Dec 14, 2017
Location
MO, USA
So a horizontal mill and a circular milling cutter, right? You definately need some support.

Find a used super spacer and footstock. Or a dividing head. Dividing head is overkill and most are not as rigid as a superspacer.

Arrange a vise, maybe two, to clamp the part in between the superspacer and footstock. You'll probably have to put blocks under the vise to get it high enough. Wood will work if it's all you have. You may deflect the shaft a bit but you said this is for looks only so you should be fine.

You've probably already got the vise so the indexing is all you really need.
 

michiganbuck

Diamond
Joined
Jun 28, 2012
Location
Mt Clemens, Michigan 48035
One simple device would be an index that you could make to fit the head or tail stock center with a Vice set mid-part to give a solid base and lock up to the part.

With a 36 index make 1, 2 ,3, 4 ,6, 12 and 36 precise indexes
48 tooth = 1,2.3,4,6,8,12,16,24,48
 
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The support could even be a length of dense hardwood, with a trough milled in it, bolted to the table.

Something i have done in the past is use a decent size 2-jaw chuck with V-jaw extension inserts to grip in the middle. Or to grip an end that can't be centered, when tapered grooves come to a point on the centerline.

A regular vise could be used, but a 2jaw chuck is self-centering.
So it is set and forget even if you want to do other size materials.
The V does not have to be 90deg. Mine was 120deg since the parts i was milling were 6 sided.

This also helps if your flutes go fully end-to-end. You will need an extension at the driving end to clear the cutter at the indexer nose. Even if the indexer is a gear. So, say, if you were using an extended expansion mandrel, it might have plenty of grip to index the part reliably, but not to resist the cutting forces. The chuck, if configured appropriately, will improve that significantly.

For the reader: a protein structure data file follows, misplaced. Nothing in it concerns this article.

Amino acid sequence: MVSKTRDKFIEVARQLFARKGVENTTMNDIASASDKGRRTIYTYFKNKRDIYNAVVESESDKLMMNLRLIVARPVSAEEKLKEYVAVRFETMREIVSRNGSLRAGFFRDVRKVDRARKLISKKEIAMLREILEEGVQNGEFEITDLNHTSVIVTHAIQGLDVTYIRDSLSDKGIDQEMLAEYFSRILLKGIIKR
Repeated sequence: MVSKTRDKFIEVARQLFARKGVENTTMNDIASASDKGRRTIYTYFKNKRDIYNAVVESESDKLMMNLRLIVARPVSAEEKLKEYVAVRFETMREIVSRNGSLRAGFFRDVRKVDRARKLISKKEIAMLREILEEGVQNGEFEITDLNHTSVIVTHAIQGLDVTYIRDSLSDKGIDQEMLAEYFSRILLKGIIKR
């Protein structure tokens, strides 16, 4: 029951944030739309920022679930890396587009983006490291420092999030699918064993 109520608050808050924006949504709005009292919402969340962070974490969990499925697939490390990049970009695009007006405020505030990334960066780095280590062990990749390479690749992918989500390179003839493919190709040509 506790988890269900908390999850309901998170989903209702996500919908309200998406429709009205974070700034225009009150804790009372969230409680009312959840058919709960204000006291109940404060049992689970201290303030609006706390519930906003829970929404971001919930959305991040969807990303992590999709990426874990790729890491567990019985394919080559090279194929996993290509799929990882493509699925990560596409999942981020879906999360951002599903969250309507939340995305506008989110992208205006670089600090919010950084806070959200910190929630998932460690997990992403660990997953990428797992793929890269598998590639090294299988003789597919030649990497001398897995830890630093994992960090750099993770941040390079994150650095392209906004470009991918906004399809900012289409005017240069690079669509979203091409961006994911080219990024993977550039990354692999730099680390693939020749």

smt
 

Scottl

Diamond
Joined
Nov 3, 2013
Location
Eastern Massachusetts, USA
My idea was originally to use a dividing head and a dead centre on the other side, another idea I had was to make a few sets of holders for the rod sizes that I use.

But I was concerned about the rod bending in the middle as I will need to do rods up to 800mm long, that and dividing heads are rather expensive.

I plan to use horizontal milling on my universal mill.
Use a ball end mill to plough a rounded trough in a suitable length of aluminum. Put shims under it until it just touches the bottom of the rod without deflecting it upwards. Just clean any chips before rotating the rod for the next cut.
 

rrrgcy

Aluminum
Joined
Jun 5, 2013
Location
South Florida
My immediate thought that long for solidity is table it, c. 1910 re long shaft. Machine the tongue and blocking fixtures and t’s to fit. Pre-mark your flute lines on rod, fix to table, indicate and run that ball.
E1957-AAF-B53-A-45-D2-8-EFB-B6981-E44-A913.jpg
 
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guythatbrews

Cast Iron
Joined
Dec 14, 2017
Location
MO, USA
If you don't want to buy a spacer use a gear with appropriate number of teeth for index you want. Bore the gear and fix to shaft with setscrew. Use a piece of maybe .030 feeler gage stock in tangential orientation for stop finger, clamping it to machine table so it will catch a tooth. Hold the stock in vises.